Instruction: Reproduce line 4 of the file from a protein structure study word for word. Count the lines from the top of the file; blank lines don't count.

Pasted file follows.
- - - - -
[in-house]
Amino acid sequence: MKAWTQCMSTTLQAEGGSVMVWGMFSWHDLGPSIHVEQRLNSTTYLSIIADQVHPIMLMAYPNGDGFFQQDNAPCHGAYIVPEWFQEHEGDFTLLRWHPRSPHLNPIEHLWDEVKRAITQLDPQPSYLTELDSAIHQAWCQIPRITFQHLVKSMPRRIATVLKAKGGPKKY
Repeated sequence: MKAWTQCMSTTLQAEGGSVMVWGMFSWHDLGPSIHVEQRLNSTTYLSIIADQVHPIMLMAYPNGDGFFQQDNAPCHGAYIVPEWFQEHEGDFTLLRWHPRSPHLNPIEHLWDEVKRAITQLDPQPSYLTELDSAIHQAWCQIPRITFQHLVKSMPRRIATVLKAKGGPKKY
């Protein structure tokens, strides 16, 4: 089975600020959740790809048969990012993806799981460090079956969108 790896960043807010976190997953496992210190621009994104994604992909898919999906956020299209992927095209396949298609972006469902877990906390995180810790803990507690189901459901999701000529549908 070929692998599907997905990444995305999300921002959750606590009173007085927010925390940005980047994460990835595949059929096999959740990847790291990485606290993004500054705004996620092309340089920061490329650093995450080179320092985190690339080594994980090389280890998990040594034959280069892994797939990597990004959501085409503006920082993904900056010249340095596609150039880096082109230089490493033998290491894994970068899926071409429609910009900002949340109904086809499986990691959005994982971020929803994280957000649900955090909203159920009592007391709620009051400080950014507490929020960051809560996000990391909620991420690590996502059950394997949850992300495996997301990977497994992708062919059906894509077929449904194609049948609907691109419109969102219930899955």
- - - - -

């Protein structure tokens, strides 16, 4: 089975600020959740790809048969990012993806799981460090079956969108 790896960043807010976190997953496992210190621009994104994604992909898919999906956020299209992927095209396949298609972006469902877990906390995180810790803990507690189901459901999701000529549908 070929692998599907997905990444995305999300921002959750606590009173007085927010925390940005980047994460990835595949059929096999959740990847790291990485606290993004500054705004996620092309340089920061490329650093995450080179320092985190690339080594994980090389280890998990040594034959280069892994797939990597990004959501085409503006920082993904900056010249340095596609150039880096082109230089490493033998290491894994970068899926071409429609910009900002949340109904086809499986990691959005994982971020929803994280957000649900955090909203159920009592007391709620009051400080950014507490929020960051809560996000990391909620991420690590996502059950394997949850992300495996997301990977497994992708062919059906894509077929449904194609049948609907691109419109969102219930899955």